Speaker Bio: Missy is a 3rd year Ph.D. student in Psychology at the School of Arts and Sciences, where she works with Dr. Jessica Hamilton in the Hamilton Lab. Missy’s research broadly seeks to understand why teenagers do things that are not in their own best interest. In graduate school, most of Missy’s research has focused on how adolescents use social media (how long they spend on it and how often they check it) in relation to their mood (i.e., how they feel). Her upcoming dissertation project will seek to understand how adolescents regulate (or cope with/work through) emotions after negative experiences on social media and whether different coping styles predict different mood patterns. Prior to coming to Rutgers, Missy worked for two years as a research coordinator at Massachusetts General Hospital and completed her undergraduate degree in Psychology, along with minors in Theater and French, at Harvard University.
3.) "Modeling Impulsivity through Negative Urgency By Repurposing Operant Avoidance" by Victoria Stiritz
Abstract: Suicide rates among veterans have climbed notably higher than that of civilians over the past 20 years. Suicidality is complex, with a plethora of factors contributing to its development. Impulsivity has been identified as a risk factor, yet is multifaceted itself. Negative urgency is a dimension of impulsivity that encompasses experiencing strong impulses during negative emotional states. Given that military personnel are subject to periods of prolonged or extreme stress, studying how and why negative urgency may be exacerbated in these circumstances can lead us to new developments to keep our troops and veterans safe. Currently, there are few behavioral paradigms to assess negative urgency in rodents. Our lab has piloted the repurposing of operant lever-press avoidance to measure negative urgency. Briefly, the rodent must learn to press a lever in response to a warning cue to avoid foot-shocks. To examine whether this paradigm can detect impulsivity, a subset of the animals sustained a mild traumatic brain injury (mTBI), a condition where impulsivity is a commonly reported symptom. Results between contingent and non-contingent paradigms will be compared to assess paradigm efficacy. Ultimately, this study will aid us in understanding behavioral traits that might contribute to the untimely death of veterans.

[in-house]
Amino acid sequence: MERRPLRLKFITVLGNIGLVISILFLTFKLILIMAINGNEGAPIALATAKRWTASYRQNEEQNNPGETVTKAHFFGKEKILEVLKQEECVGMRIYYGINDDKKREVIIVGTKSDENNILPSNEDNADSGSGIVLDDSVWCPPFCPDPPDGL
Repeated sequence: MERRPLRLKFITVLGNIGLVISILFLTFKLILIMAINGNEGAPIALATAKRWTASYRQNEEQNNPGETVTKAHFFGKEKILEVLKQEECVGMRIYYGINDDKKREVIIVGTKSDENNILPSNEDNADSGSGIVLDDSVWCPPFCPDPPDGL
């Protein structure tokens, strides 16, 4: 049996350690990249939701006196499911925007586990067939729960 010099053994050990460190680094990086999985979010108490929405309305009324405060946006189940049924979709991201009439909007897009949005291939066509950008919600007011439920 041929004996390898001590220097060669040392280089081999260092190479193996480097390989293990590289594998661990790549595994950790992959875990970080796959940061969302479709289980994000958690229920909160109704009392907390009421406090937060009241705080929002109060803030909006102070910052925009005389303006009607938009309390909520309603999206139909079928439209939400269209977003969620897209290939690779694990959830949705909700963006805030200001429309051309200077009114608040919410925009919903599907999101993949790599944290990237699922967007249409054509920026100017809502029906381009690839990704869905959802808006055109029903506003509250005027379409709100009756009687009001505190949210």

Speaker Bio: Victoria is a third-year Ph.D. Candidate at the Neurobehavioral Research Laboratory at the East Orange VA Medical Center under the mentorship of Dr. Kevin Beck. She is a bona fide Scarlet Knight, graduating from Rutgers-New Brunswick in 2021 as an Honors College and LSAMP Scholar, and now at RBHS-Newark for her graduate training. Her scientific interests lie primarily with military-focused topics, including addiction and neurotrauma. Outside of the lab, Victoria enjoys reading, powerlifting, and over-complicated caffeinated drinks.
About Research Cafe
Research Café brings together the entire graduate student community of Rutgers University-New Brunswick/Piscataway campus to strengthen scholarly literacy and interdisciplinary research communication by providing a platform for budding researchers to connect, share their in-progress research or scholarship, and benefit from peer feedback in a friendly and low-stakes setting.
Research Café is a monthly, one-hour event to occur at rotating locations across the Rutgers New Brunswick/Piscataway campus (a Zoom option will be available, too). Each event will feature:
- Presentations (10-12 min. each) from two graduate students from across disciplinary areas ranging from engineering and biology to history and anthropology.
- A Q&A dialogue with peers and attendees.
- Conversational time over refreshments and snacks.
Sign up to attend in person or on Zoom at https://grad.rutgers.edu/research-cafe.
Questions? Contact the program coordinators: